How to determine nutrient quality in forages

The sight of a fresh-cut hayfield with tightly rolled bales dotting the pasture can bring feelings of satisfaction to the heart of a farmer. But in order to get the most out of that hay, experts suggest testing it to determine its nutrient content. “A hay test tells you what nutritional holes you have for the class of animals that you are feeding and the productivity that you want them to achieve,” Gene Schmitz, University of Missouri Extension livestock specialist, said.

The hay test gives producers information to determine what nutrients they don’t need to add to their animals’ diets and what they do need to add. 

“The value of a hay test is that we don’t feed nutrients that are unnecessary and we only provide the nutrients that are missing at the appropriate amounts for the cheapest costs,” Schmitz explained.

It’s important to keep in mind, that a forage test provides the information about the nutrient content of the forage. It is then up to the producer or an expert, to analyze the results in order to determine what steps need to be taken to supplement missing nutrients. University extension livestock specialists are a resource for producers looking for assistance in interpreting the hay test results and guidance in nutrition decisions. 

Hay Testing Steps

Sample different lots. When testing hay, collect samples from different lots of hay and sample them separately. A lot of hay is a particular cutting off of a specific field. The reason for separate sampling is to test plant maturity at different harvest times. Also note, the stage of maturity at harvest dictates the nutritional value of the hay. 

Test close to when feeding. Though hay can be tested at any time after harvest, a month post-harvest should be the earliest it is tested, if it is being stored in a barn or shed. If hay is stored outside uncovered, it is ideal to test it six to eight weeks prior to feeding it. The smaller the window between when the hay is tested and when it is fed, the closer the analysis will be in regards to what the animals are actually consuming. This is especially true for hay that is stored outside since it loses nutritional value over time in the elements. 

If producers are feeding haylage, silage or baleage, those forages should be tested six to eight weeks prior to it being fed. At the minimum, producers need to give the haylage, silage or baleage at least four to six weeks, for it to go through the fermentation process, before it is tested.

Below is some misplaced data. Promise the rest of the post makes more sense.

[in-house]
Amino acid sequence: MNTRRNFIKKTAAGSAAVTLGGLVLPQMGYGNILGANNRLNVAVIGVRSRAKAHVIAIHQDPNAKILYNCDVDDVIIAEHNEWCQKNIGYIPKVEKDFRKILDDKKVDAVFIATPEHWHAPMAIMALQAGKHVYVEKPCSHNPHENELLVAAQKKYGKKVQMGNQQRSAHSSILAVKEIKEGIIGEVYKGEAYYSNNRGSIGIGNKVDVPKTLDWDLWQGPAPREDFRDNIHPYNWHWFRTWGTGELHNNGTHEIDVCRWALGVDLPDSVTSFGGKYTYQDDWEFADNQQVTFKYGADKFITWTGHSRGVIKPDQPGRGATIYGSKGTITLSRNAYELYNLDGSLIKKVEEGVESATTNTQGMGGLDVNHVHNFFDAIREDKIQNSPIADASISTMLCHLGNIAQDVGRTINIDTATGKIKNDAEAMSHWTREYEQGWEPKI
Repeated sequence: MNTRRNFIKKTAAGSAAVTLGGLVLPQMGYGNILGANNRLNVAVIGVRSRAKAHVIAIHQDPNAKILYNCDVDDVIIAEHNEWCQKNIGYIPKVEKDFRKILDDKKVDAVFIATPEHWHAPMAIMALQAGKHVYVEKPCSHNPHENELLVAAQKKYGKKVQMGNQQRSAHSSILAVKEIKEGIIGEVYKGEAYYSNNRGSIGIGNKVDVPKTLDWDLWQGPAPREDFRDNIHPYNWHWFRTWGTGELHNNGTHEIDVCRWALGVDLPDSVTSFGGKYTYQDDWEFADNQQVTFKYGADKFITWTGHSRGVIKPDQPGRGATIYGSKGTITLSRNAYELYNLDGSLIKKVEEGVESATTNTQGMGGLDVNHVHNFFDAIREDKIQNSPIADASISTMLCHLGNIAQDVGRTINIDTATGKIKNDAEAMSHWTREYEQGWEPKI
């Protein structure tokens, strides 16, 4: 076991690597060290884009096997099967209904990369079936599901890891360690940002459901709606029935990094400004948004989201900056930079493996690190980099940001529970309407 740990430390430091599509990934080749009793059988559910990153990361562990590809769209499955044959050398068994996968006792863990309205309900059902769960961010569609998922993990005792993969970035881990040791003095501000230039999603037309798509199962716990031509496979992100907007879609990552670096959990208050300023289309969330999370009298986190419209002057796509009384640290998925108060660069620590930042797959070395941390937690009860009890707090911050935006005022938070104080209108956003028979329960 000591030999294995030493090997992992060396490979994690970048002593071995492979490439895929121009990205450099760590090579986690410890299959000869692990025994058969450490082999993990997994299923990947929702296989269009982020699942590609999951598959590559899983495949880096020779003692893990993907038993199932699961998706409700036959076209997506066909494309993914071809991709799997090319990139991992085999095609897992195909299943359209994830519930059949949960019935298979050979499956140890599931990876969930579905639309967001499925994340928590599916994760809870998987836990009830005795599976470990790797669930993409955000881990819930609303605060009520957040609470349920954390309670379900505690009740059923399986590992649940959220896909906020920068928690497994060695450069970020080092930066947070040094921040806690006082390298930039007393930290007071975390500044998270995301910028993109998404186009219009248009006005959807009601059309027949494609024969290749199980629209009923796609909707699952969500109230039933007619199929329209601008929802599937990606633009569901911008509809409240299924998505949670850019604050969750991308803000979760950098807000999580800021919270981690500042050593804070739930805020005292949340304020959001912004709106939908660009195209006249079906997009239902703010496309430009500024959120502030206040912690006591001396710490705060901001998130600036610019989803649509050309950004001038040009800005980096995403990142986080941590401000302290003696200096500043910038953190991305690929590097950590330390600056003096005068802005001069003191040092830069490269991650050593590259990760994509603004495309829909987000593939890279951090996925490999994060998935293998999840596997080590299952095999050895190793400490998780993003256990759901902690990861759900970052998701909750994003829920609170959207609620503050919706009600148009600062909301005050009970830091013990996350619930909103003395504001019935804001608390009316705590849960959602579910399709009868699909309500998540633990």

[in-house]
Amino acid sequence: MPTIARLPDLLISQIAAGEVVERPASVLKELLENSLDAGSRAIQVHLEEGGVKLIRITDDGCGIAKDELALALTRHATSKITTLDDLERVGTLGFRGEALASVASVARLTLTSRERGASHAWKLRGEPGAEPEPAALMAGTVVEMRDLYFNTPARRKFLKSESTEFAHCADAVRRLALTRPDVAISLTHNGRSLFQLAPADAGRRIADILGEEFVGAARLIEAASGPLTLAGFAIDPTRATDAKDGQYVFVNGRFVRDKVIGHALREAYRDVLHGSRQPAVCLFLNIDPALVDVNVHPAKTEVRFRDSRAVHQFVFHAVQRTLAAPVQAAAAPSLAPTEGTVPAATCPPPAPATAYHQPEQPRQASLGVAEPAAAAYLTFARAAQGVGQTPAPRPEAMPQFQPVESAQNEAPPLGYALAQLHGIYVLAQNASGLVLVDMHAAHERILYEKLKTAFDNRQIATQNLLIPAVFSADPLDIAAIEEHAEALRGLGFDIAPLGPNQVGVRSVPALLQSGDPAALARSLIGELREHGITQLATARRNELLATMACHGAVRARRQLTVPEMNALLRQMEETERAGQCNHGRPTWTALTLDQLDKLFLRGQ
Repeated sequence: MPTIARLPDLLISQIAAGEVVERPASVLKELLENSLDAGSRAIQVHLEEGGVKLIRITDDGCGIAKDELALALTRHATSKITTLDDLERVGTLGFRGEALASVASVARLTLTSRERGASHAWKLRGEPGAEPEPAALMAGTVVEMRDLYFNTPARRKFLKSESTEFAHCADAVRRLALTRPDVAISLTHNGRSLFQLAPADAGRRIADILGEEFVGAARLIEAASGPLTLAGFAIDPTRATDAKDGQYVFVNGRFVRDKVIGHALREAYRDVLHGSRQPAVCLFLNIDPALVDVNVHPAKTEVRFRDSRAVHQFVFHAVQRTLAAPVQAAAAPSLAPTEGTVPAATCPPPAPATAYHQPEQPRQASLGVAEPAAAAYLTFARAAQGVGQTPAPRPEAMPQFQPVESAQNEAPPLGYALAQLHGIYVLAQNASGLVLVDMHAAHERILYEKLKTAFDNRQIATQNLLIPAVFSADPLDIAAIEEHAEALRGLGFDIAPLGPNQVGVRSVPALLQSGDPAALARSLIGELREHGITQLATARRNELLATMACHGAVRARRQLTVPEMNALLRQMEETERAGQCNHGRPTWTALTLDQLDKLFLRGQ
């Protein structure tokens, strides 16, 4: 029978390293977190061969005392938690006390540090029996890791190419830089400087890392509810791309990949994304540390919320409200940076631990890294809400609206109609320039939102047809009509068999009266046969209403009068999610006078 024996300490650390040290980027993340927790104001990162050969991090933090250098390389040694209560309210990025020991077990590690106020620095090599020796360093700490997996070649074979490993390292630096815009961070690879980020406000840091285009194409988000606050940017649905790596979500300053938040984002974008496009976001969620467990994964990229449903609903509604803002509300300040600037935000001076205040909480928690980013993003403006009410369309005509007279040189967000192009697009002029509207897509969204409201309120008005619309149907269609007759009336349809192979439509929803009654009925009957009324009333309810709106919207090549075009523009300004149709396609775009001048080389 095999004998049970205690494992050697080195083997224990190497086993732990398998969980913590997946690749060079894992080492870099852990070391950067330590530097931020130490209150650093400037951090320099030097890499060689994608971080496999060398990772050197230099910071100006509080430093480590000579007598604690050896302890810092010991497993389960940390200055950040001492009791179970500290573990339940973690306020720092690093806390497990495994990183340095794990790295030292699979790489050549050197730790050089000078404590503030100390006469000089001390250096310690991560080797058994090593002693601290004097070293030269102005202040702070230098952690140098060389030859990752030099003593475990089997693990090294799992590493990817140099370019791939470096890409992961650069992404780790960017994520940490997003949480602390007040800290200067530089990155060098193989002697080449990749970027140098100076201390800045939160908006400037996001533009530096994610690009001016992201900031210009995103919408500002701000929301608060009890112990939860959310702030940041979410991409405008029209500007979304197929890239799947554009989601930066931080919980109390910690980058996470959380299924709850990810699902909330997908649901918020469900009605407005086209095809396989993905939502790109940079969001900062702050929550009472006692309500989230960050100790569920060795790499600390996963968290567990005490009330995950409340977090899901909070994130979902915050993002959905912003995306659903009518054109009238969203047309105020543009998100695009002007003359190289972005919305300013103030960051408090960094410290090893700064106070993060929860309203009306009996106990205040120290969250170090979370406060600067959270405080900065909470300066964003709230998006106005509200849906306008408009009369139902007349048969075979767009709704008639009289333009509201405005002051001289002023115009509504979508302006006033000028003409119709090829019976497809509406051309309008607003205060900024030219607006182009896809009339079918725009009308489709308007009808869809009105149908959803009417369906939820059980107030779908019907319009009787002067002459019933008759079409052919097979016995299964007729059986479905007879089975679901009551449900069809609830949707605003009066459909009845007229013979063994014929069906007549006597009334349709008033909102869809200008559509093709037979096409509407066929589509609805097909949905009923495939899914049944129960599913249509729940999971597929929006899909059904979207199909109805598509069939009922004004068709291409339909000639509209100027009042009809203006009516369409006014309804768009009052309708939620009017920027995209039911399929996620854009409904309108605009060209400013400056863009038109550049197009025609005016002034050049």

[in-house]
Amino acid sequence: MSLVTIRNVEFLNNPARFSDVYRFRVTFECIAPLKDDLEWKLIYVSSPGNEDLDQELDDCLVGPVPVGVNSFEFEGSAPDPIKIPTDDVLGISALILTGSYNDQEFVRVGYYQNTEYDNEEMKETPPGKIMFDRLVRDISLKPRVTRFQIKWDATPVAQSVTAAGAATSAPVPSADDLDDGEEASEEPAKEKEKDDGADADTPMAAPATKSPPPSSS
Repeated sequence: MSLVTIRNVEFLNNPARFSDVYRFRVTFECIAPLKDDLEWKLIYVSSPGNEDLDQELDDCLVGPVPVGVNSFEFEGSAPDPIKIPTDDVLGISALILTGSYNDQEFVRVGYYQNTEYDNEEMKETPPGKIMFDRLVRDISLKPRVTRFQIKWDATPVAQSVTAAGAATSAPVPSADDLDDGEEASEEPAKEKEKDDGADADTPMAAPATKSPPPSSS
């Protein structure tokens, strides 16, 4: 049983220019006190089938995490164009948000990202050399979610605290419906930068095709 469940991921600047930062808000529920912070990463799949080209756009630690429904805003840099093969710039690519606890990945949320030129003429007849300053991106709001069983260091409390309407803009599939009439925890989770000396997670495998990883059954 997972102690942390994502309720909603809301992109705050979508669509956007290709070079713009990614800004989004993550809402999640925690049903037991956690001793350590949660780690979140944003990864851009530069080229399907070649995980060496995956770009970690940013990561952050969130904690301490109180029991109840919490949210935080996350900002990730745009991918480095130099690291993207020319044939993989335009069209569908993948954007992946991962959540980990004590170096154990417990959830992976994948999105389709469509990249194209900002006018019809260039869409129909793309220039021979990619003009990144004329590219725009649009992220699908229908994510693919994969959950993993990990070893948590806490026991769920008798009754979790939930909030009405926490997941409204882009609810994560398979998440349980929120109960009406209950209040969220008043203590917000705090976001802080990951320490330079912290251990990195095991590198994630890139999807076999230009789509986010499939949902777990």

“The value of a hay test is that we don’t feed nutrients that are unnecessary and we only provide the nutrients that are missing at the appropriate amounts for the cheapest costs.”

– Gene Schmitz,
University of Missouri extension livestock specialist

How to collect a sample. There is a variety of different tools that can be used to test hay. Most of the tools are stainless steel tubes with serrated teeth on the ends. Many local extension offices have hay testing tools farmers can borrow. 

If collecting a sample from a wrapped round bale, make a cut in the wrap or plastic on the side of the bale. Then push the coring tube into the bale about 18 inches. If sampling a square bale, push the corer in the butt end of the bale. It is important when sampling to get a cross section of the bale. Cutting across the sections of the bale, helps to get a full representation of the forages included in the bale.

Remove the corer and use a wood dowel to plunge the sample into a clean plastic container. Experts recommend sampling 10 percent of each lot of hay. Once 10 percent of the lot of hay has been collected, mix the samples together in the plastic container. 

The next step is to send off the sample to a certified lab. Some labs provide their own plastic mailers. However, a sealable gallon plastic bag will also work for sending in samples. Prices for the hay test range from lab to lab and depend on what analysis is conducted. 

 At the minimum a hay test should include information on moisture content, fiber levels which will provide energy value information, protein levels and in some cases the percentage of major minerals.


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